- April 22, 2020
- Posted by: Kathleen Tepley
- Category: Alternative Investments, White Paper
In this white paper, Justin Amirault, Jon Cheng, and Mandy Fryer, the three founders of Glasswing Capital Management, aim to break down the fundamentals of how solar Tax Equity investments work and provide a context of why there is a unique opportunity for certain individuals and family offices to participate today.
Authors: Justin Amirault, Jon Cheng, Mandy Fryer
Company: Glasswing Capital Management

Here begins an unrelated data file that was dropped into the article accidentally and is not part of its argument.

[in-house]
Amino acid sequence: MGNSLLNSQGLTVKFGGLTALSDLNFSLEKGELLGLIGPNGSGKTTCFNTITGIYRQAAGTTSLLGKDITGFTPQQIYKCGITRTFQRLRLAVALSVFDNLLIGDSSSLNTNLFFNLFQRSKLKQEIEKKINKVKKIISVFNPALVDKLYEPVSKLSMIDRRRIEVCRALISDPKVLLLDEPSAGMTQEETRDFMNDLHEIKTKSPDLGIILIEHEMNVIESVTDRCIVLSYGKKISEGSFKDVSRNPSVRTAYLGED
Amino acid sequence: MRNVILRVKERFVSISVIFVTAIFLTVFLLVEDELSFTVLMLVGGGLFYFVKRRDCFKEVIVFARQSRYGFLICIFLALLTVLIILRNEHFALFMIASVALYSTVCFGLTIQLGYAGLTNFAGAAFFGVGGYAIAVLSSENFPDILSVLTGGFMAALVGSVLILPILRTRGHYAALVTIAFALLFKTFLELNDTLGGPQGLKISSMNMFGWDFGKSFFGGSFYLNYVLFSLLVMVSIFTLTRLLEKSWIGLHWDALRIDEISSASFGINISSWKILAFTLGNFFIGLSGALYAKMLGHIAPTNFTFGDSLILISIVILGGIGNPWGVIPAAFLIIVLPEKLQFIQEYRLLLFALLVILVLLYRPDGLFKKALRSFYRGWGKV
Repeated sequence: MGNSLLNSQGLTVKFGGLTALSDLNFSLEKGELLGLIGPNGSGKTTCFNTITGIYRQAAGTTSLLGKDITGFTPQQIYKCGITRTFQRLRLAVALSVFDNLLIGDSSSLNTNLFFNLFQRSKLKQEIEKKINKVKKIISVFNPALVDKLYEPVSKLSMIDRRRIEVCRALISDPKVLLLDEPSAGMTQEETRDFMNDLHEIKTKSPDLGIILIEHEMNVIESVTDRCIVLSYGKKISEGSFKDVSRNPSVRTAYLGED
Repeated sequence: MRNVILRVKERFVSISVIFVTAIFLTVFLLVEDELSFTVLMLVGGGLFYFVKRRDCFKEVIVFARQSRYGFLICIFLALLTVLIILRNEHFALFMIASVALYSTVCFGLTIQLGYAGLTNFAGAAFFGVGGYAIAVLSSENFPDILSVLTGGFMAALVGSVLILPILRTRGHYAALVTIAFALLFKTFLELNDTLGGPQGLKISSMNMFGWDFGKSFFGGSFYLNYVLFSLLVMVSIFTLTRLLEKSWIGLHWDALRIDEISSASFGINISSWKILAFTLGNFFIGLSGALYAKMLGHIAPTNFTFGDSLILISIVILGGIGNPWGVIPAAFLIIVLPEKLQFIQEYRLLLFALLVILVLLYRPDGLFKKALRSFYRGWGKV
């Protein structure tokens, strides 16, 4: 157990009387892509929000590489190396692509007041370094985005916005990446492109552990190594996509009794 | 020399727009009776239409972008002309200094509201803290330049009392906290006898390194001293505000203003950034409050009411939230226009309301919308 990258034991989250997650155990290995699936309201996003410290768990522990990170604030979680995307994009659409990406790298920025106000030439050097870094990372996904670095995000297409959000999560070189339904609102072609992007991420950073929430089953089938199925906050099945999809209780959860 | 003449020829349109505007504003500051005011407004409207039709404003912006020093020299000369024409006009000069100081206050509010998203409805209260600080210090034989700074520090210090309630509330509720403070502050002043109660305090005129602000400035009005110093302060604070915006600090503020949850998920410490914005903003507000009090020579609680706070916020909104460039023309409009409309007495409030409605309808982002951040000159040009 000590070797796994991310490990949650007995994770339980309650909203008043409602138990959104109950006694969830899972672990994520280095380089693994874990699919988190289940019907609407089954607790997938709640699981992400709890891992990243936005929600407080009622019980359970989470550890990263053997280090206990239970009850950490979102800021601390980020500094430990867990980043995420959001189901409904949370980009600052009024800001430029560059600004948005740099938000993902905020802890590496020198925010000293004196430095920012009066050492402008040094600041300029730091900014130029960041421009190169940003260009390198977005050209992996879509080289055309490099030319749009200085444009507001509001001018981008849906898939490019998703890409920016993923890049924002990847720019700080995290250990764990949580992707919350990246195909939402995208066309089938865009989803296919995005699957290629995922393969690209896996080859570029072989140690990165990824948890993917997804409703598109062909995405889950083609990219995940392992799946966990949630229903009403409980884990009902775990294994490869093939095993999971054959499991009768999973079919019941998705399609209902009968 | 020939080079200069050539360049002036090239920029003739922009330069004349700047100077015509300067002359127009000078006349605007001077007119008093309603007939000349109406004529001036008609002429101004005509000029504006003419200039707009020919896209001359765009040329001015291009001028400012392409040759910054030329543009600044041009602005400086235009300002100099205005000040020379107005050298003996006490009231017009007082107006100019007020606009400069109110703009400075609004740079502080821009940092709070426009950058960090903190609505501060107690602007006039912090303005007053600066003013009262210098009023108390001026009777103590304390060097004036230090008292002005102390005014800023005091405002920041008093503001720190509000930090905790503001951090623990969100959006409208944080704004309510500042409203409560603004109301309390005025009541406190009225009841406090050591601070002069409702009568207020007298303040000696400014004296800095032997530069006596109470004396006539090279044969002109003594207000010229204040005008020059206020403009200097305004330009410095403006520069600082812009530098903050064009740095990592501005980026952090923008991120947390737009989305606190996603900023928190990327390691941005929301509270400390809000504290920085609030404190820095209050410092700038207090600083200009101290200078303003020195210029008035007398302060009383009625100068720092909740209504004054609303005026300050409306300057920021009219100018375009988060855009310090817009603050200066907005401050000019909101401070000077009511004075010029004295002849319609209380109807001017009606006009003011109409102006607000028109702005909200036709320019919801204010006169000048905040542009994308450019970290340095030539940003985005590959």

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In the United States, solar power project installations have experienced 59% annual growth over the last decade according to the Solar Energy Industries Association. Underpinning this explosive growth are federal Tax Benefits, specifically the Investment Tax Credit (“ITC”) and the Modified Accelerated Cost Recovery System (“MACRS” or “Accelerated Depreciation”), collectively the “Tax Benefits”, which are designed to attract investment in solar assets to aid in the development of the U.S. renewable energy infrastructure. Similar in many ways to other federal tax incentives that support investment in areas such as low income housing and historic properties, the Tax Benefits associated with solar projects promote growth in an area determined to be of significant importance by Congress. Often these incentives are erroneously dubbed tax loopholes, but in stark contrast to that definition, these provisions are, in fact, woven tightly into the framework of the U.S. Tax Code as a means to encourage investment in low income housing, historic properties, or in the case of this paper, solar projects. The majority of solar project developers and long-term owners, known as “Sponsors”, do not have the requisite income tax liabilities to efficiently monetize the ITC and Accelerated Depreciation afforded to solar assets and therefore raise capital from unaffiliated third parties in the form of “Tax Equity”. Traditionally, the universe of participants in these solar Tax Equity investments has been limited to large financial institutions, utilities and large corporations with little participation by individuals and family offices. This has been driven by a combination of factors including the limitations of the passive income tax and at-risk rules that apply to individual investors and the institutional size investment amounts historically required. The current dynamics of the solar industry, particularly the proliferation of smaller scale installations, present an opportune time for more family offices and individuals with meaningful passive income tax liabilities to participate as third party Tax Equity Investors and earn strong risk-adjusted returns on relatively short duration investments where capital payback is largely derived from low-risk tax savings as outlined in this paper. Solar Tax Equity investment continues to only be appropriate for individual and family office investors with passive income tax liabilities. Investors should consult their own tax, legal and accounting advisors before engaging in any Tax Equity transaction.